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Grady Edgebert Hatton Jr. (born October 7, 1922 in Beaumont, Texas) is a retired American baseball player, coach, manager and executive. Although the bulk of his playing career was as the third baseman of the Cincinnati Reds, Hatton is most identified with his native Texas: he was born in Beaumont, attended the University of Texas at Austin, managed minor league teams in Houston and San Antonio and was an important contributor to the early years of Major League Baseball's Houston Astros.

A left-handed hitter who came to the majors in 1946 without any minor league seasoning, Hatton debuted against the Cubs and went 2 for 3, drove in a run, and scored a run. Hatton batted .254 with 91 home runs in a 12-year big league career with Cincinnati, the Chicago White Sox, Boston Red Sox, St. Louis Cardinals, Baltimore Orioles and Chicago Cubs, for whom he served as a player-coach in 1960 at the end of his playing career. From 1957-61, he managed in the Baltimore and Chicago Cubs systems before joining the nascent Houston Colt .45s (as the Astros were first known) as Director of Player Personnel in their maiden 1962 season. Hatton then moved back into uniform as manager of Houston's AAA Oklahoma City farm in the Pacific Coast League from 1963-65.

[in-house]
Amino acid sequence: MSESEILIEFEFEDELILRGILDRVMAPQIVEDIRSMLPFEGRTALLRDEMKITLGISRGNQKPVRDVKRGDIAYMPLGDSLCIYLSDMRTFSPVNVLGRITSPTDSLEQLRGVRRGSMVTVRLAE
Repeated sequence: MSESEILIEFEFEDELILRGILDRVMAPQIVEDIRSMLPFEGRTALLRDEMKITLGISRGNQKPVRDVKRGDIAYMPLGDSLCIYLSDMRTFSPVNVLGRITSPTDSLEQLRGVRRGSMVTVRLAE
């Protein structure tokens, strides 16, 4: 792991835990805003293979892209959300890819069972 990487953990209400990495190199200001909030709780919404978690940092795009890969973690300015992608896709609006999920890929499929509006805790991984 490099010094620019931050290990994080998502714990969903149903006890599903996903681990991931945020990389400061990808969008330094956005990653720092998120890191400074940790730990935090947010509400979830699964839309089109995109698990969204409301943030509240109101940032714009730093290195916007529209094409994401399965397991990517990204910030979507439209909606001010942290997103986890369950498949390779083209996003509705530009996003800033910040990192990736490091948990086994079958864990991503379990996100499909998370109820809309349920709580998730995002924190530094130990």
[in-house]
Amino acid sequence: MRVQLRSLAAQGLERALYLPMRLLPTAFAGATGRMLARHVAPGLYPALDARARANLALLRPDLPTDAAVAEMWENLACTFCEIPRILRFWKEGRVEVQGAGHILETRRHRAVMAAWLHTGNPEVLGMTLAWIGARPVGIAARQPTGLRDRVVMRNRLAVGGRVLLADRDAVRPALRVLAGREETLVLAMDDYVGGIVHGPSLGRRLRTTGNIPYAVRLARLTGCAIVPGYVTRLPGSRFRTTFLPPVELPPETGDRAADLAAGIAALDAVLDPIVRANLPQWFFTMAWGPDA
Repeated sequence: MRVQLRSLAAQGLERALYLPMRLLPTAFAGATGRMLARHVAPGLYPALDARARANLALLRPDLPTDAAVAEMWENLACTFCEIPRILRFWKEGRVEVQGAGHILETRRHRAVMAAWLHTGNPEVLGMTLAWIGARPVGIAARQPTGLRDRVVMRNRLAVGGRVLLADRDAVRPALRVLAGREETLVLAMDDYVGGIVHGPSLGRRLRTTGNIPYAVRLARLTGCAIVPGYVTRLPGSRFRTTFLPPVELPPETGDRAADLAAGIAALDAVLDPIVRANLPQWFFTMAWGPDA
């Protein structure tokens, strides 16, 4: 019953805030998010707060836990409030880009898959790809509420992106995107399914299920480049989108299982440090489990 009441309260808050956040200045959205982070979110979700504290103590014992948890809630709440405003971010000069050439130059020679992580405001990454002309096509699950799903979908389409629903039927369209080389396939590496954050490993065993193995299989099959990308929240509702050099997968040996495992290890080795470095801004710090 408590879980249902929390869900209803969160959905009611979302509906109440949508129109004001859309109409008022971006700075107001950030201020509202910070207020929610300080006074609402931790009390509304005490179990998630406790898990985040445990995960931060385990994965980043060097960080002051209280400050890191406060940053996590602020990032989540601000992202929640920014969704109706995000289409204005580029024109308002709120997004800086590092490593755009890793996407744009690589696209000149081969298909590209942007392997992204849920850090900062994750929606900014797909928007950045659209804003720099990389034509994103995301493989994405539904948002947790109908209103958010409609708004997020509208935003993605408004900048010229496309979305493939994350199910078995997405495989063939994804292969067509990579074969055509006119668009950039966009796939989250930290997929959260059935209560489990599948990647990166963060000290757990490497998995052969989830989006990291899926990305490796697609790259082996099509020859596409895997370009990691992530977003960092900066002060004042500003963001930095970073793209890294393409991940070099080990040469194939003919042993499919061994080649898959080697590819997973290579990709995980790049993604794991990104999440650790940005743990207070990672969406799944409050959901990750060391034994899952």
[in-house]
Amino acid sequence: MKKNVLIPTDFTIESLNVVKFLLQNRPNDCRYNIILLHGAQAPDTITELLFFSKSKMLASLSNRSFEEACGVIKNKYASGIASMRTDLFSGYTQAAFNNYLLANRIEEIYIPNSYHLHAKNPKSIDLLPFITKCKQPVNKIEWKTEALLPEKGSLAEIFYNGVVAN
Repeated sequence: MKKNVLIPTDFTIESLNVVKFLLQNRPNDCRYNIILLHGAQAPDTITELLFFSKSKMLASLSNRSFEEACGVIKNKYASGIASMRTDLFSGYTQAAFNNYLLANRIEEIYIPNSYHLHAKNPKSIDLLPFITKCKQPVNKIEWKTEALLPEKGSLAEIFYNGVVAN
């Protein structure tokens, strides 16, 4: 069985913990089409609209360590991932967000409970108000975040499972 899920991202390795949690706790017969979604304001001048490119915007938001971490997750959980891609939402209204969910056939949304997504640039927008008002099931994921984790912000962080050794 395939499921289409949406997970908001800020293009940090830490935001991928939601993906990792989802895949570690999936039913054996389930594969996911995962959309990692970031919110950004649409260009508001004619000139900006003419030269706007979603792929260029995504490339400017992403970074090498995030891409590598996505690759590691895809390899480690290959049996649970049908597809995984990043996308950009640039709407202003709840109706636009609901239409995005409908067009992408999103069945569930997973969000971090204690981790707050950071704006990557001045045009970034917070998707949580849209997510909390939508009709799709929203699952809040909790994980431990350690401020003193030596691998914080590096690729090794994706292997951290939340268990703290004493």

Named to succeed Luman Harris as the Astros' manager for 1966 - and also carrying the unusual (for a field manager) title of club Vice President - it was expected that he would be able to harness the young talent he had developed at AAA. But the Astros compiled a record of only 164-221 in 2½ years, and Hatton was replaced as skipper by Harry Walker midway through the 1968 campaign.

He remained with the Astros as a scout from 1968 through 1972, and as a major league coach in 1973-74. He was still active in baseball in the late 1980s as a scout for the San Francisco Giants.

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Preceded by
Lum Harris
Houston Astros Manager
Succeeded by
Harry Walker


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